- Use the largest electrode possible, especially in fillet welds on materials with thickness of ¼” or thicker. The zinc coating can prevent proper fusion. The larger the electrode the more amperage we can use. The higher the amperage the easier it is to fuse the root of the joint.
- The SMAW process will produce a lot of spatter, especially with the 6010 electrode. There is not much you can do about it other than find better ways to remove the spatter or prevent it from sticking. Anti-spatter can be applied before welding to minimize the amount of spatter that sticks to the part.
- Use ER70S-6 or ER70S-3 electrode.
- For thin sections use short-circuit transfer. In thicker sections (3/16-inch plus) spray transfer may be used and can significantly reduce spatter.
- Use a shielding gas that contains at least 20% carbon dioxide, balance argon. The high carbon dioxide content does a good job of welding through the zinc coating. If using short-circuit transfer in thinner parts using 100% is acceptable but will generate more spatter. If you will use spray transfer then got with not less than 20% carbon dioxide.
- Spatter, porosity and cracks are the biggest concerns as they are with SMAW. However, with GMAW we have a few more options in terms of modifying the welding procedure. You can try different shielding gas mixtures (play with the CO2 content). You also have the option of using a silicon-bronze filler metal (AWS Classification ERCuSi-A). This allows you to weld at lower amperages creating a joint that mimics brazing. There is less admixture, meaning less zinc in the weld metal. This reduces the amount of porosity and reduces susceptibility for cracking.
- Use a self-shielded electrode such as E71T-11. This electrode is essentially a stick electrode (SMAW electrode) turned inside out. It will produce slag and will not produce the most aesthetically pleasing weld, but it does a good job over galvanized.
- No shielding gas is necessary with this electrode, but running a 75% Argon – 25% Carbon Dioxide mix with it will help reduce spatter. Do not do this on structural components as the added argon can produce higher strength weld deposits which may increase hardness, reduced ductility and increase cracking susceptibility. Use shielding gas only on galvanized sheet metal parts.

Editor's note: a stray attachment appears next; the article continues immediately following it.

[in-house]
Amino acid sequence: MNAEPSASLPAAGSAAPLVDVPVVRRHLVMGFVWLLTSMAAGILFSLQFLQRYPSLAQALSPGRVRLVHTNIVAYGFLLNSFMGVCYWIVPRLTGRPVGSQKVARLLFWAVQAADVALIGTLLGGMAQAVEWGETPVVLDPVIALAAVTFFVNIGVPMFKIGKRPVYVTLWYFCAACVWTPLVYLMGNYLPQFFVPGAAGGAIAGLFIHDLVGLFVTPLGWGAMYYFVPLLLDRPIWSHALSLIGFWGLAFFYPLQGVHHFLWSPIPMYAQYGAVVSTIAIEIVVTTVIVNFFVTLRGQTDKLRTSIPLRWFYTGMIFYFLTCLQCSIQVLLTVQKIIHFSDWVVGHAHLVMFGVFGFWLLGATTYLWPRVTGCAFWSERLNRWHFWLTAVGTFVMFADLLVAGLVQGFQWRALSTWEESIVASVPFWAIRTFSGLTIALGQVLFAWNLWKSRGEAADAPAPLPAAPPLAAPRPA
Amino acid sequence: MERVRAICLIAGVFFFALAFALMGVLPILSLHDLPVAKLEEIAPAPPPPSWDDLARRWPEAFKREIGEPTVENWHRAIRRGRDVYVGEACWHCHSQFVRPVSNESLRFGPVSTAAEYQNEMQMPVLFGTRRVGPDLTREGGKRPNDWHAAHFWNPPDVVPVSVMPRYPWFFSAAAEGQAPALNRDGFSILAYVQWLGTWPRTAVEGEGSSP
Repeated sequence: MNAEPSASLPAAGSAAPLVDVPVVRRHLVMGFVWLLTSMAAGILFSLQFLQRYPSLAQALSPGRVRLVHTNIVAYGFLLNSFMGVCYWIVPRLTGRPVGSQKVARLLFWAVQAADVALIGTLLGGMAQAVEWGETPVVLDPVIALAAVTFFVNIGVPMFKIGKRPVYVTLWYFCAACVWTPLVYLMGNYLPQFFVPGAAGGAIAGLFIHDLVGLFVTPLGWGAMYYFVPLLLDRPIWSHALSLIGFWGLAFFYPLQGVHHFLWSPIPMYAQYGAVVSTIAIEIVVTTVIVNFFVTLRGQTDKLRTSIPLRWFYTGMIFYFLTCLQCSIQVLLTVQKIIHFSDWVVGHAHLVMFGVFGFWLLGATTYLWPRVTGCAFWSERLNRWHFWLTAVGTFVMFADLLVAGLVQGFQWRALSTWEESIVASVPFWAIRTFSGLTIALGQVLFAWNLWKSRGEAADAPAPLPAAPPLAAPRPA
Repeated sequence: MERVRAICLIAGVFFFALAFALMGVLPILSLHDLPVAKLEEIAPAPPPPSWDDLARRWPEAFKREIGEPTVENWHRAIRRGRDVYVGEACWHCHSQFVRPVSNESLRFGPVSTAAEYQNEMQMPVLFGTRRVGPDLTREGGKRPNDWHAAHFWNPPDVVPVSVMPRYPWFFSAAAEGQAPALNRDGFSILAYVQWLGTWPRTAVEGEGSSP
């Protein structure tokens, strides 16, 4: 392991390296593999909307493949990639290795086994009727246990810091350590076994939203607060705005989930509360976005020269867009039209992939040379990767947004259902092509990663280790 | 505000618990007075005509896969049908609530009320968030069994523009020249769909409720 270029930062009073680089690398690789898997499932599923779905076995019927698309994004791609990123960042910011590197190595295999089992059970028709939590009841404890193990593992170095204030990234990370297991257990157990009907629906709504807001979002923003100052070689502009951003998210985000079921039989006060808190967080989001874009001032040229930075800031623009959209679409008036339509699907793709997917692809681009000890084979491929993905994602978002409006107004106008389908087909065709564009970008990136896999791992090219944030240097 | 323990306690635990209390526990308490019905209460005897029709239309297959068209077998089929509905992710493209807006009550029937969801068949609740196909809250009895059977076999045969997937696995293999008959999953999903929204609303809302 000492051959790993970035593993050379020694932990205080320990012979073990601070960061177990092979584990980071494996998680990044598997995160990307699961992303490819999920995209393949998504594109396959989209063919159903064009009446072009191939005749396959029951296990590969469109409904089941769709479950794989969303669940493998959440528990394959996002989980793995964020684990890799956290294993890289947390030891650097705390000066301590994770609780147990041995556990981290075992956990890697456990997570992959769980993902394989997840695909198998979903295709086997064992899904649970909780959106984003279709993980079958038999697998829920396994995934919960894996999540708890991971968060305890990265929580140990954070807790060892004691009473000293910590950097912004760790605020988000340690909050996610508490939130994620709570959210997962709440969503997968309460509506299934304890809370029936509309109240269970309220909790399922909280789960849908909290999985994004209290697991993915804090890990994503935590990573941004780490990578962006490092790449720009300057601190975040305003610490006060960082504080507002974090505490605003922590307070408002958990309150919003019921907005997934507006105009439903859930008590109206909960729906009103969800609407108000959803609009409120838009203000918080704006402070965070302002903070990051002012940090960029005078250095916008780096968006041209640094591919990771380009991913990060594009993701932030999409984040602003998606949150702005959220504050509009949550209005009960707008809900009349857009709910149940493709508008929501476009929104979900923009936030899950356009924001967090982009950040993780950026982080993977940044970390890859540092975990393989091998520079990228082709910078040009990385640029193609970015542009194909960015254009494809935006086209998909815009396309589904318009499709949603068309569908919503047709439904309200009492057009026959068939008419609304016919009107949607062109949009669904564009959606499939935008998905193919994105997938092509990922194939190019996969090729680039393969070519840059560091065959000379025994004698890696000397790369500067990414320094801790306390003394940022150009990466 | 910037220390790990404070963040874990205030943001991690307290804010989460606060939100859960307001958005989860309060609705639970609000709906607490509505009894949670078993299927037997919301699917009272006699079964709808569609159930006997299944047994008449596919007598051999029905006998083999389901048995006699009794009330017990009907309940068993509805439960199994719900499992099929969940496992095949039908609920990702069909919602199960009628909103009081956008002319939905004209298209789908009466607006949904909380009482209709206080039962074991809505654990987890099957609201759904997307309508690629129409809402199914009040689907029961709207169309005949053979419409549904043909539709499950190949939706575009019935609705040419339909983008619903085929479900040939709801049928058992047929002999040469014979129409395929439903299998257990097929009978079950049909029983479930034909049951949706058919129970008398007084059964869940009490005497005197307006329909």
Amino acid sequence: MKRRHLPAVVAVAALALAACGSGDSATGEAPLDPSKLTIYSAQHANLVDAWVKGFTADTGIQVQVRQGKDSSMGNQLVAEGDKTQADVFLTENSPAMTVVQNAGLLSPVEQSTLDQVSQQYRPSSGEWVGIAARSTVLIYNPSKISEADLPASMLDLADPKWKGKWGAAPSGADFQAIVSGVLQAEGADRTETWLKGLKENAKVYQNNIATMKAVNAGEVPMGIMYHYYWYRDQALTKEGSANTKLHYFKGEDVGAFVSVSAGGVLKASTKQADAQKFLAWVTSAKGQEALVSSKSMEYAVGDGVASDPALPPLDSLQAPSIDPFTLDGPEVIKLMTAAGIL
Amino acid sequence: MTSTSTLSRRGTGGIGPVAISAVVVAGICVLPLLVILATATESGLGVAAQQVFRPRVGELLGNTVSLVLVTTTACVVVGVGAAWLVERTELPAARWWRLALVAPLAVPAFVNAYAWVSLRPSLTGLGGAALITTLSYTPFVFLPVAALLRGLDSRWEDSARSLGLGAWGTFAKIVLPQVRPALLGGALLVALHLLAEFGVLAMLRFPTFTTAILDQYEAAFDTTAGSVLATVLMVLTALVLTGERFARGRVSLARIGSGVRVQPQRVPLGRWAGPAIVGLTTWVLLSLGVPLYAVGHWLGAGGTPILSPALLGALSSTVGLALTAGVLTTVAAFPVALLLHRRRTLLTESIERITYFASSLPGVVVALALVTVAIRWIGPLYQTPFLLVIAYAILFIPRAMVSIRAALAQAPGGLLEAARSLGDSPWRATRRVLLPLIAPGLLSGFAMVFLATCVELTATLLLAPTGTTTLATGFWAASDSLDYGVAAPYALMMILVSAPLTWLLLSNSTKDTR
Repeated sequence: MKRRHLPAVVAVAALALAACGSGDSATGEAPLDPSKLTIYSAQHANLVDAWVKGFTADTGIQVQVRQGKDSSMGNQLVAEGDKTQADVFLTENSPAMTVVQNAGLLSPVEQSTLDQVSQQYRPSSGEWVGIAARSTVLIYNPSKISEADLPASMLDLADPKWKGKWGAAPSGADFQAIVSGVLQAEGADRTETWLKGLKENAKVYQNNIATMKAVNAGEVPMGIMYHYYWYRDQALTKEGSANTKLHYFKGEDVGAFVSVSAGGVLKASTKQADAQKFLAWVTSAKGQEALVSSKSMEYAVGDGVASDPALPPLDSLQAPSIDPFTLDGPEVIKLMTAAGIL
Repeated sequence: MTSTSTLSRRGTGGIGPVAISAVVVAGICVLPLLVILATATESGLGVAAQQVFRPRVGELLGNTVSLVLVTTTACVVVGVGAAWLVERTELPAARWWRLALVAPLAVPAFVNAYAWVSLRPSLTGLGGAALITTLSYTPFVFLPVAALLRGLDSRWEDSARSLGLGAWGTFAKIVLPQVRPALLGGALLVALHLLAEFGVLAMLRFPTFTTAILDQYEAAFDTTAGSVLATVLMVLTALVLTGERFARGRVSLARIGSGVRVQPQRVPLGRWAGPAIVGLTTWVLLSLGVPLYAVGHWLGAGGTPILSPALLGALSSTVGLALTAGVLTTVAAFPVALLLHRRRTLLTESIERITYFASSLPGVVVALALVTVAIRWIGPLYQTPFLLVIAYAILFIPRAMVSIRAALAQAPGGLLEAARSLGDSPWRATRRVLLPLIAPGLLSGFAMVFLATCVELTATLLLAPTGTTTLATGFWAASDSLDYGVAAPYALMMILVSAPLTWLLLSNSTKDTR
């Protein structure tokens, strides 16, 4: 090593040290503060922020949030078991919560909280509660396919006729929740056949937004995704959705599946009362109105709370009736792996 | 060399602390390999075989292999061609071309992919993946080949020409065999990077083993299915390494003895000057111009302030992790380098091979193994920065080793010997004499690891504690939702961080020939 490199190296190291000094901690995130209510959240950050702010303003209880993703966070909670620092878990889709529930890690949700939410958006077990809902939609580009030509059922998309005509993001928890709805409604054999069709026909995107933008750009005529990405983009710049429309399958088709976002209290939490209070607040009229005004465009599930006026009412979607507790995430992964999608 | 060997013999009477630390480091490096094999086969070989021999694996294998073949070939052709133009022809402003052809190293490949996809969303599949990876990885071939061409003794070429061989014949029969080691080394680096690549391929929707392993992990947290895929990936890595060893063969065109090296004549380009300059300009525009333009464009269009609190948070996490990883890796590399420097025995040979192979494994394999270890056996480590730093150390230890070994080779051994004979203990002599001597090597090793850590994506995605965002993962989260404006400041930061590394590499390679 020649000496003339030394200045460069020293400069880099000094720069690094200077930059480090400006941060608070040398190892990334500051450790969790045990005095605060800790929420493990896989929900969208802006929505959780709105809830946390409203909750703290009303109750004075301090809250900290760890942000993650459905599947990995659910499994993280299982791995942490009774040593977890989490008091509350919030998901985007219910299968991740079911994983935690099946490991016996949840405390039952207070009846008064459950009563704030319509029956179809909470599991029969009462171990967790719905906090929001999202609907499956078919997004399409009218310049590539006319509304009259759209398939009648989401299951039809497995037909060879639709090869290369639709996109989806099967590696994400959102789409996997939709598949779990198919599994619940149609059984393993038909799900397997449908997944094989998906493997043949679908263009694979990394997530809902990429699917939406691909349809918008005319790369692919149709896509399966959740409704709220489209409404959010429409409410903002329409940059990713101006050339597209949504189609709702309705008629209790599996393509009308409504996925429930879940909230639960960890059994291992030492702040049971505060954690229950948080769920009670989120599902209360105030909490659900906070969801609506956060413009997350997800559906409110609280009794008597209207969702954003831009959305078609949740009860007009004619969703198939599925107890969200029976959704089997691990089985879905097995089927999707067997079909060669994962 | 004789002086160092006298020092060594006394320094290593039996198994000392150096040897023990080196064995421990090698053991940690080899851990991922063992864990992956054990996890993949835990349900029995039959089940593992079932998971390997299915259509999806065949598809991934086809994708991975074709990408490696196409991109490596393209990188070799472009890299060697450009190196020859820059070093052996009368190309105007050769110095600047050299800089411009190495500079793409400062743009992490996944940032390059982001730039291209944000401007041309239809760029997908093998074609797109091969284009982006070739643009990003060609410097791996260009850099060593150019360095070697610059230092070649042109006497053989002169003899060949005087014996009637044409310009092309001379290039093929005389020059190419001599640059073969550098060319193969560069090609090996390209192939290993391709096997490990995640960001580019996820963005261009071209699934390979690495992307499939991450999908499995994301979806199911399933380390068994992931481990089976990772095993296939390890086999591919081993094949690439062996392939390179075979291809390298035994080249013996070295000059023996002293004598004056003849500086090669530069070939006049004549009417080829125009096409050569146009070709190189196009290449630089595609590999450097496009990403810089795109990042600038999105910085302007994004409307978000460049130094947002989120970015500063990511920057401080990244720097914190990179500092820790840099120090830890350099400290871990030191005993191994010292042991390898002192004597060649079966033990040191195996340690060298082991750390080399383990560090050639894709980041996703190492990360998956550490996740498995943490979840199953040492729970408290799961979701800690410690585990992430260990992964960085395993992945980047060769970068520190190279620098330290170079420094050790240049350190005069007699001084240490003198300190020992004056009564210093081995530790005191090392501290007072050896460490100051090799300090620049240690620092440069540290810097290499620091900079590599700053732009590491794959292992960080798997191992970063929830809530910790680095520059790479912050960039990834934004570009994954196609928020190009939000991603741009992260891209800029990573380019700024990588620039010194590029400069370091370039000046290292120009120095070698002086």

- Similar to GMAW, but use a metal-cored electrode (AWS E70C-6M).
- These electrodes run better with a 90% Argon – 10% Carbon Dioxide shielding gas.
- Some manufacturers have developed metal-cored electrodes that promise to eliminate or reduce spatter and cracking when welding over galvanized. Keep in mind that some if not all manufacturers of these electrodes state that in order to get the promised benefits you must run their welding power source.
Safety Concern – In addition to the weld-related issues stated above (porosity, cracks, lack of fusion and spatter) there is a higher than normal risk to the welder due to the toxicity of vaporized zinc. You may be familiar with the practice of drinking milk when welding on galvanized. The intoxication caused by the vaporized zinc affects the stomach; the milk helps alleviate the discomfort, but does not eliminate the toxic effects. It is imperative that proper ventilation is used to protect the welder and those around him or her.